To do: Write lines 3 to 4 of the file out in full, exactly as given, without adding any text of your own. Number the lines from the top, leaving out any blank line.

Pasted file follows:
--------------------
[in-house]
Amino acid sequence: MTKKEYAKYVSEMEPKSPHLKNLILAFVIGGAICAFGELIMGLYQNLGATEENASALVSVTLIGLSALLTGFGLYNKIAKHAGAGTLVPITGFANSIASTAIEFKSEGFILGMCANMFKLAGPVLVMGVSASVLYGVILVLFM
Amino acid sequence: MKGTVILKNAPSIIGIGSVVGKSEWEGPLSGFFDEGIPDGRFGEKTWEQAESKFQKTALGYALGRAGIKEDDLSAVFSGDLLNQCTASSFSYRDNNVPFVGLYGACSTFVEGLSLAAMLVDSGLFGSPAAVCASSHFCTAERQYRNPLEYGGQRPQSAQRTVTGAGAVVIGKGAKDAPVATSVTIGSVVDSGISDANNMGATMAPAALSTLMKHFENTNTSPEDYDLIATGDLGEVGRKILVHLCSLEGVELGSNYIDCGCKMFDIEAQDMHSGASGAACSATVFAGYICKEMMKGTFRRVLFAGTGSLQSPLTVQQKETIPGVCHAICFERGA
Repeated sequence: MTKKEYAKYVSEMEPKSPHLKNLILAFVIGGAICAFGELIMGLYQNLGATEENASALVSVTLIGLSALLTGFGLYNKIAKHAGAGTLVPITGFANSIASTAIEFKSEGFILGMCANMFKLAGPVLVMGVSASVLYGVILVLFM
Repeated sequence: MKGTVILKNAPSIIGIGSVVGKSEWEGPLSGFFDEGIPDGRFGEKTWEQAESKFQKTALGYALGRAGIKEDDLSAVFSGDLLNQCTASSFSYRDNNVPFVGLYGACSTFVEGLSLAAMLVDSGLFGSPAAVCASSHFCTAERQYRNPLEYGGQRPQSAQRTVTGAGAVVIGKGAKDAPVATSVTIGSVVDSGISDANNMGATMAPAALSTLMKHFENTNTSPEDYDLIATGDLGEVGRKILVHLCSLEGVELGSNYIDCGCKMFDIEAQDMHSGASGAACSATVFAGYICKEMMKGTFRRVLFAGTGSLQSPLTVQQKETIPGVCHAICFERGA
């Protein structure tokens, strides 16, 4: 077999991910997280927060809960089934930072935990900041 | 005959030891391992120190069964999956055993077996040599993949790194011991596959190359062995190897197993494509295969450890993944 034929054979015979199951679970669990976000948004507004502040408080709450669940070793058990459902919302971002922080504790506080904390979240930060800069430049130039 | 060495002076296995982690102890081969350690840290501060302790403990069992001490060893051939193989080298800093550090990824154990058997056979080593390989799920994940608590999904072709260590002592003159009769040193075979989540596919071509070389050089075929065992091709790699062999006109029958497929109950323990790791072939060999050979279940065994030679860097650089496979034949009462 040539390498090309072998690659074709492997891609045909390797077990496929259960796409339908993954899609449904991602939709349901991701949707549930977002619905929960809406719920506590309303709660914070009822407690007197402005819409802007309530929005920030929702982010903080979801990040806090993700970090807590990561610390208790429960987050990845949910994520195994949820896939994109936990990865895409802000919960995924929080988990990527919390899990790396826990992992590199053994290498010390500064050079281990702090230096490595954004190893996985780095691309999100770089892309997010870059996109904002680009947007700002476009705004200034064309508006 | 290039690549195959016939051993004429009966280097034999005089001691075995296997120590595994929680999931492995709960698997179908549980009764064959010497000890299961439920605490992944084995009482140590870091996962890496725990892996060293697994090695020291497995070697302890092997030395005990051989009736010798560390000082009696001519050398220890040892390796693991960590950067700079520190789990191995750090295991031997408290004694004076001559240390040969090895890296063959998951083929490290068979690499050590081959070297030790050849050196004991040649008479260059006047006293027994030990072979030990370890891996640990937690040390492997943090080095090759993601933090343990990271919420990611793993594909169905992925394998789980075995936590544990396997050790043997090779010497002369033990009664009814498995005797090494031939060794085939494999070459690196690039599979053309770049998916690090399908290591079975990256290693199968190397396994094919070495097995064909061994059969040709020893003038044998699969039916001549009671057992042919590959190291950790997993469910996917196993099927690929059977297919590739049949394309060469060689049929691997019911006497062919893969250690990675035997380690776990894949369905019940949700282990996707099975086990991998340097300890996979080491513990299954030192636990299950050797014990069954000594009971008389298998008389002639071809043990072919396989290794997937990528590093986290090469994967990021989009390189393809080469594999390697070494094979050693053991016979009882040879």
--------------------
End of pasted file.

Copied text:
Amino acid sequence: MKGTVILKNAPSIIGIGSVVGKSEWEGPLSGFFDEGIPDGRFGEKTWEQAESKFQKTALGYALGRAGIKEDDLSAVFSGDLLNQCTASSFSYRDNNVPFVGLYGACSTFVEGLSLAAMLVDSGLFGSPAAVCASSHFCTAERQYRNPLEYGGQRPQSAQRTVTGAGAVVIGKGAKDAPVATSVTIGSVVDSGISDANNMGATMAPAALSTLMKHFENTNTSPEDYDLIATGDLGEVGRKILVHLCSLEGVELGSNYIDCGCKMFDIEAQDMHSGASGAACSATVFAGYICKEMMKGTFRRVLFAGTGSLQSPLTVQQKETIPGVCHAICFERGA
Repeated sequence: MTKKEYAKYVSEMEPKSPHLKNLILAFVIGGAICAFGELIMGLYQNLGATEENASALVSVTLIGLSALLTGFGLYNKIAKHAGAGTLVPITGFANSIASTAIEFKSEGFILGMCANMFKLAGPVLVMGVSASVLYGVILVLFM